The threads connecting the above two articles are continued in the next that I wish to mention, Laura Watts’ poetic work of ethnography, ‘Sand14’. As with the above authors, she, too, is concerned with critiquing technological visions of future transformation. One form this takes in the context of her article is the mobile media industry’s “dream of ubiquitous access”. It has been an interesting experience reading this article as I did so at the same time as I have been reading Parikka’s What is Media Archaeology? As Parikka explains in the intro this his book, media-archaeological methods are both backward and forward looking, concerned with past practice and history and the future – a two-way form of vision he advocates in order to be able to “tackle past and present media cultures in parallel lines” (14). This, I think, is what is most impressive about Watts’ article: its attentiveness to what has been (eg. the mobile telecoms industry’s “lack of enduring memory”), its awareness of the present (the same industry’s “lack of sensitivity to future locality”), and her preparedness to engage with the future by speculating on possible alternative futures that respond to these industry ‘aporias’.
This same backward-forward looking dynamic is also strongly evident as well in Dan Frodsham’s piece. Reading it brought to mind a range of past (and largely speculative) architectural projects that sought to use the technologies of their to serve, in Frodsham’s words, “as a dynamic mechanism for radical social transformation”. For examaple, his description of ‘Utopic Spatial Practice’ as something that would “conspire to bring about a confrontation between different realities, strategically creating incongruity, rather than seamless user experiences, to prise open a space between worlds in which social, political and personal transformation might be achieved” reminded me of Lebbeus Woods’ exploration of some of these themes in his proposal for a kind of ‘liminal’ architecture developed as part of his ‘Sarajevo Project’. Frodsham is right, I think, to draw a direct connection between contemporary interest in locative media and earlier forms of architectural and urban experimentation. As an example of the latter, he cites Constant’s ‘New Babylon’ project (later manifestations of which, significantly, began to incorporate electronic circuitry). There is also the very rich work of Cedric Price (Rowen also mentions Price here -ed), and others during the 1960s and 1970s in particular (such as Archigram, Ant Farm, and many, many more) – all of whom, as Peter Cook observes, were interested in establishing a “basic dialogue between movement, structure, and the possible transfer of events and their location within the structure” (Cook, 1970: 101) and which took, as an underlying consideration, “questions of place, facility, equipment and the idiosyncrasies of the users” (122). Put another, to use Anne Galloway’s words, these were projects that were interested in creating temporary flexible architectures in order to explore temporary flexible politics. For me, the importance of this essay lies in the way it attempts to historicise contemporary locative media practice, and, in the spirit of these earlier projects, to mobilise the “utopian impulse” and the “utopian imagination” in order to to formulate “strategic responses to power”.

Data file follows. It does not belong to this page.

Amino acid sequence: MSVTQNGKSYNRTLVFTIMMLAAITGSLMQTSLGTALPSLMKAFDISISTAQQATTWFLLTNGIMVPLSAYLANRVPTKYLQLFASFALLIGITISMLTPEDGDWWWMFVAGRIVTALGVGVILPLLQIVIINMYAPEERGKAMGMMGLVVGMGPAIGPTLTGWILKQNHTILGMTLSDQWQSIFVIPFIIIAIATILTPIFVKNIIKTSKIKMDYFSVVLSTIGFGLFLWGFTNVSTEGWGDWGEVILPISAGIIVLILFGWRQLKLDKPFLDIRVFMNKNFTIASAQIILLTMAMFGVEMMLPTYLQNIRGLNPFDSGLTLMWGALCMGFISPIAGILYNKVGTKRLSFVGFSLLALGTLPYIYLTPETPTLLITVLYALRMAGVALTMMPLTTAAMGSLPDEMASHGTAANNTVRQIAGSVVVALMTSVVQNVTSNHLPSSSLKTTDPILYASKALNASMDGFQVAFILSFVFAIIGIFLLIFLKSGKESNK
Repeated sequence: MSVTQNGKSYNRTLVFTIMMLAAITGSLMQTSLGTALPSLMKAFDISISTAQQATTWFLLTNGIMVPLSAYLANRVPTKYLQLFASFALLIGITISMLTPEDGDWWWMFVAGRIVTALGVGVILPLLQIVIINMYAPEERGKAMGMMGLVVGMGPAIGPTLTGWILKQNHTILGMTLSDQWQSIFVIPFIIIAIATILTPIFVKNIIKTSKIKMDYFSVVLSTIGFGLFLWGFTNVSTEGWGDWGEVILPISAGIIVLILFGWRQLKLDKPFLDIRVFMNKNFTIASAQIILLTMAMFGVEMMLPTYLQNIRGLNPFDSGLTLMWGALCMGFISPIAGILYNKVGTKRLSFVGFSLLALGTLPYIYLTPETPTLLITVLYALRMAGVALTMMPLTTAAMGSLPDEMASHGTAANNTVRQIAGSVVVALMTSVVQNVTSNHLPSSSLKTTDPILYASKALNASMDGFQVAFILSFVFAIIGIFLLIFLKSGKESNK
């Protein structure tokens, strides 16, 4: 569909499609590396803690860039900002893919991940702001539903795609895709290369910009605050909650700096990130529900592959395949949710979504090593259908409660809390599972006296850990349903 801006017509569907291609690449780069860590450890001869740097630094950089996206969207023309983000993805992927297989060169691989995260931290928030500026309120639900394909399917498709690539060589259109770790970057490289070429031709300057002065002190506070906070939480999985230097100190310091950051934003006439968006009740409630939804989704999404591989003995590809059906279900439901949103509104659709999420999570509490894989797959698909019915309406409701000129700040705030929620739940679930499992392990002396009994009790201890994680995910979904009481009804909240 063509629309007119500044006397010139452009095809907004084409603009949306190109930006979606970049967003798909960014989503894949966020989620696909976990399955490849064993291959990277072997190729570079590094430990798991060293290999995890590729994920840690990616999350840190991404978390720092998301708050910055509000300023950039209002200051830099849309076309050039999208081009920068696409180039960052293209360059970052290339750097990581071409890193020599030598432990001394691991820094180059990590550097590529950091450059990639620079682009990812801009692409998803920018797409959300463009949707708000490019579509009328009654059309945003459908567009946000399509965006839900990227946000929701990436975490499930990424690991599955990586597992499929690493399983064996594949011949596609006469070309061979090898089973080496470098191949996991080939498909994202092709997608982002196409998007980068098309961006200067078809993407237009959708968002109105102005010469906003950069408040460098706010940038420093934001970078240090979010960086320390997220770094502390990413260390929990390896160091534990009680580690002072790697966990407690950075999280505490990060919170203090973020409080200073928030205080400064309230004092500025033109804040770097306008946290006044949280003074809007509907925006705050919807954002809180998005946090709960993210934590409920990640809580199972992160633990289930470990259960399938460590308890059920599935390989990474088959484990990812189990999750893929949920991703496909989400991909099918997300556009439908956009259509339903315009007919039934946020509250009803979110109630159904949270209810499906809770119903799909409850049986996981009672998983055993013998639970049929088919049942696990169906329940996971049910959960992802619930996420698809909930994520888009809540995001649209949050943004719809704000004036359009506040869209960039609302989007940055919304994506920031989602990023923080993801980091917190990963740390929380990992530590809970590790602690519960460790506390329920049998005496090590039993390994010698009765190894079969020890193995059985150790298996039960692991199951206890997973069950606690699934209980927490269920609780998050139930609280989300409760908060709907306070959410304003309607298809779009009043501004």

I thank the editors again for the special issue and the opportunity to comment on it. I hope these (admittedly all too brief and rather hastily composed) remarks are useful.
Parrika J. 2012, What is Media Archeology?, Polity,